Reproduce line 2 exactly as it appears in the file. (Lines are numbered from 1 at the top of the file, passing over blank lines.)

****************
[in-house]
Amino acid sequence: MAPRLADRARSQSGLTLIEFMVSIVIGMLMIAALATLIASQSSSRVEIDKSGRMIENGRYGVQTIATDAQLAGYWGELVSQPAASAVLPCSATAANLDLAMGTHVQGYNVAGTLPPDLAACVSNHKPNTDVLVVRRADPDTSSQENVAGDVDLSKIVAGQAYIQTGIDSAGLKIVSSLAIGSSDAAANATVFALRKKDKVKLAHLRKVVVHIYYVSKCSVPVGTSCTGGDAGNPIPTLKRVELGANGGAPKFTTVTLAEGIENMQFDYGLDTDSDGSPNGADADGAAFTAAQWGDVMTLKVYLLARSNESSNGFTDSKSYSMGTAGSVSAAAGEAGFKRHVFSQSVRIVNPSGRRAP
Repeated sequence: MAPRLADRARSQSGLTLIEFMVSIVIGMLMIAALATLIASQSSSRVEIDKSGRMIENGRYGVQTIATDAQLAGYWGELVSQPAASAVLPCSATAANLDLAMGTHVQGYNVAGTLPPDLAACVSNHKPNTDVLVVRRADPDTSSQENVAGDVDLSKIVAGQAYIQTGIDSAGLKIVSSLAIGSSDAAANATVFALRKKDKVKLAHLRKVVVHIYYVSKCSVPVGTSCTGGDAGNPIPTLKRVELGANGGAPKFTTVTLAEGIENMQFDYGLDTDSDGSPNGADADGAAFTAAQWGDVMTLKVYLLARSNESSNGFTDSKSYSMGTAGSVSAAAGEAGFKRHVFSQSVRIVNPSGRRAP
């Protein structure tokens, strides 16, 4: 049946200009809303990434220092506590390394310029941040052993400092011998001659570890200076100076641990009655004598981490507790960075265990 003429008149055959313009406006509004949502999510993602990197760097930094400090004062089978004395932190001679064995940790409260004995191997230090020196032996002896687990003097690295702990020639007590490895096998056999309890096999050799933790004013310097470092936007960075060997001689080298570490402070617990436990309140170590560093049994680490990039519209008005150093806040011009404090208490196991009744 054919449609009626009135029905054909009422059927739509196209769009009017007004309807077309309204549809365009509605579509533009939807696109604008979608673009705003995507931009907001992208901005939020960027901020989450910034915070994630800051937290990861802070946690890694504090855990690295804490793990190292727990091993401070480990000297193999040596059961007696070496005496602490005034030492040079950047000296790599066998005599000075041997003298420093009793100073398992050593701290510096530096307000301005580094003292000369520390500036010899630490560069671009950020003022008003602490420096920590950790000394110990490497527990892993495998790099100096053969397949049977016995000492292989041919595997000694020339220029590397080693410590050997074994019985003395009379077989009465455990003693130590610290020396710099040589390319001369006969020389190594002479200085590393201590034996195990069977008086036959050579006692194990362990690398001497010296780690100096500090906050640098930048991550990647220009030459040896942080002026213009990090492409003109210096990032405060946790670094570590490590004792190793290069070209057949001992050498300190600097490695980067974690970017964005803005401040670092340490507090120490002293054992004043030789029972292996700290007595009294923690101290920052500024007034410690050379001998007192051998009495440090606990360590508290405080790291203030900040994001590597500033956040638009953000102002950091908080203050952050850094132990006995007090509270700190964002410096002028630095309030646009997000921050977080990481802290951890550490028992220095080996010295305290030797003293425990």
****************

Amino acid sequence: MAPRLADRARSQSGLTLIEFMVSIVIGMLMIAALATLIASQSSSRVEIDKSGRMIENGRYGVQTIATDAQLAGYWGELVSQPAASAVLPCSATAANLDLAMGTHVQGYNVAGTLPPDLAACVSNHKPNTDVLVVRRADPDTSSQENVAGDVDLSKIVAGQAYIQTGIDSAGLKIVSSLAIGSSDAAANATVFALRKKDKVKLAHLRKVVVHIYYVSKCSVPVGTSCTGGDAGNPIPTLKRVELGANGGAPKFTTVTLAEGIENMQFDYGLDTDSDGSPNGADADGAAFTAAQWGDVMTLKVYLLARSNESSNGFTDSKSYSMGTAGSVSAAAGEAGFKRHVFSQSVRIVNPSGRRAP